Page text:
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Extreme Conditions Demand Extreme Responses

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Album Review

Brutal Truth's debut stands as one of the first full-length albums to take the prototypical grindcore of pre-'90s Napalm Death and integrate the sound into a collection of songs with enough variety to function well as a reasonably diverse album. The group obviously bring more than just grindcore to the table on Extreme Conditions Demand Extreme Responses, with some hints of noisy hardcore punk and slower forms of heavy metal. Most songs last a few minutes and move through a few shifts, peaking with small explosions of sound. The better songs stray from this fairly generic template, beginning with "Birth of Ignorance," a song that takes growling vocals to new extremes. Here, vocalist Kevin Sharpe blows you back a bit with his guttural voice during the song's rather catchy chorus, which acts as a sort of call-and-response between the deep voice of Sharpe and the high-pitched screams of bassist Dan Lilker. Another song, "Walking Corpse," integrates the banshee vocal explosions of Napalm Death's "You Suffer" into an actual song, using this brief moment of apocalyptic intensity for a powerful chorus. Another standout song, "Time," reverses the formula, slowing down the song's pace to a lumbering tempo for six minutes of slow, grinding sound and wonderfully demonic singing. And of course, there are the brief, ear-piercing explosions of "Collateral Damage" and "Blockhead." Though the successive album, Need to Control, stands as this New York band's best release, Extreme Conditions Demand Extreme Responses remains one of the best grindcore albums of the '90s, setting new precedents for the niche style. [Earache reissued Extreme Conditions Demand Extreme Responses with bonus tracks, among them Brutal Truth's cover of Black Sabbath's "Lord of This World."]

Customer Reviews

Death/Grind at it's finest IMO.

I think of this album as a more focused version of Napalm Death's first two albums, complete with socio-political lyrics, blisteringly fast periods along with tight groove periods, even down to the song titles with abbreviations (think "M.A.D." and "C.S." from Napalm Death's 'Scum'), but with differences. This album has much better recording quality than ND's early albums, and while I like raw-sounding albums, it always seemed to get in the way when I listen to albums like Scum. Second, and more importantly, this album has much better riffage and technical skill. To put it simply, if you are a fan of early Napalm Death, but something about them leaves you hungry, buy this album immediately.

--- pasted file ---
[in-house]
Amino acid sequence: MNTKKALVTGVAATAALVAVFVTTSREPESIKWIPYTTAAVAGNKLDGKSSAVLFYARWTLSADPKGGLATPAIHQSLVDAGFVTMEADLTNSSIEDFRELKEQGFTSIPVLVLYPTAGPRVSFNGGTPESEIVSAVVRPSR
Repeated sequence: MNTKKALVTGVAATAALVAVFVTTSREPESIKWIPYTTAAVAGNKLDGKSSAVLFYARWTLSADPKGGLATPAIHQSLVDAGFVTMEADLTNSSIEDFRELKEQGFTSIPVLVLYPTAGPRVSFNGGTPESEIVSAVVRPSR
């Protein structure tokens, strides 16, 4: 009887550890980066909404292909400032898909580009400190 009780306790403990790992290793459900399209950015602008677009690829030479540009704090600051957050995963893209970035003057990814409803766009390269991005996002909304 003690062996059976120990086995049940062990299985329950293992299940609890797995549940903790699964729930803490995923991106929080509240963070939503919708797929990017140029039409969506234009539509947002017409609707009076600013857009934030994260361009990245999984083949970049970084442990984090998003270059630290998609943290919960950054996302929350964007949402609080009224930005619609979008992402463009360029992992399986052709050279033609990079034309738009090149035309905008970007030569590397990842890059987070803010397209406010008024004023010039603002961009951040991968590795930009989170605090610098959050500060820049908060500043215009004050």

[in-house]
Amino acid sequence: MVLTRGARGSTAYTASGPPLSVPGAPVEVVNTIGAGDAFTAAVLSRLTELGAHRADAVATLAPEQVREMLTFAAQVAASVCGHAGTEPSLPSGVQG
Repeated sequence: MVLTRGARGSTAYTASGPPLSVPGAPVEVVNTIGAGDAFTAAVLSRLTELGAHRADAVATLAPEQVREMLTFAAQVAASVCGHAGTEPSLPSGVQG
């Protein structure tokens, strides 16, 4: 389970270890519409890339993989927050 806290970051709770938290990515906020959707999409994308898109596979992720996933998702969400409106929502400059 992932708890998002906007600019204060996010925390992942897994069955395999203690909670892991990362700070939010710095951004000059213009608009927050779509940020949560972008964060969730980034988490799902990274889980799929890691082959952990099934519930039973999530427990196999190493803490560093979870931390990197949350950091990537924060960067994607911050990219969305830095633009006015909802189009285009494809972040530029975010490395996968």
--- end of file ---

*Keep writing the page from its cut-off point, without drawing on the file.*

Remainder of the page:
Scum might be the Pioneering album, but this is as good as it ever got!

If I had to recommend one album to someone who said "What is Grindcore?"....this would be it. IMHO this is the pinnacle of Grindcore. There might be better single songs out there, but as an entire record....this is it. Enjoy......

An excellent start of a brutal band

This is Deathgrind at its best. One of their greatest albums next to Need To Control. Seriously, check it our if you're into this genre.


Formed: New York, NY

Genre: Rock

Years Active: '90s, '00s

New York City grindcore primitives Brutal Truth formed in 1990, originally comprising singer Kevin Sharp, guitarist Brent "Gurn" McCarthy, bassist Dan Lilker, and drummer Scott Lewis. Signing to the Earache label, the group released its debut album, Extreme Conditions Demand Extreme Responses, in 1992; drummer Rich Hoak replaced Lewis to record the follow-up, 1994's Need to Control. Upon signing to Relapse, Brutal Truth resurfaced two years later with Kill Trend Suicide; Sounds of the Animal Kingdom...
Full Bio
Extreme Conditions Demand Extreme Responses, Brutal Truth
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Customer Ratings

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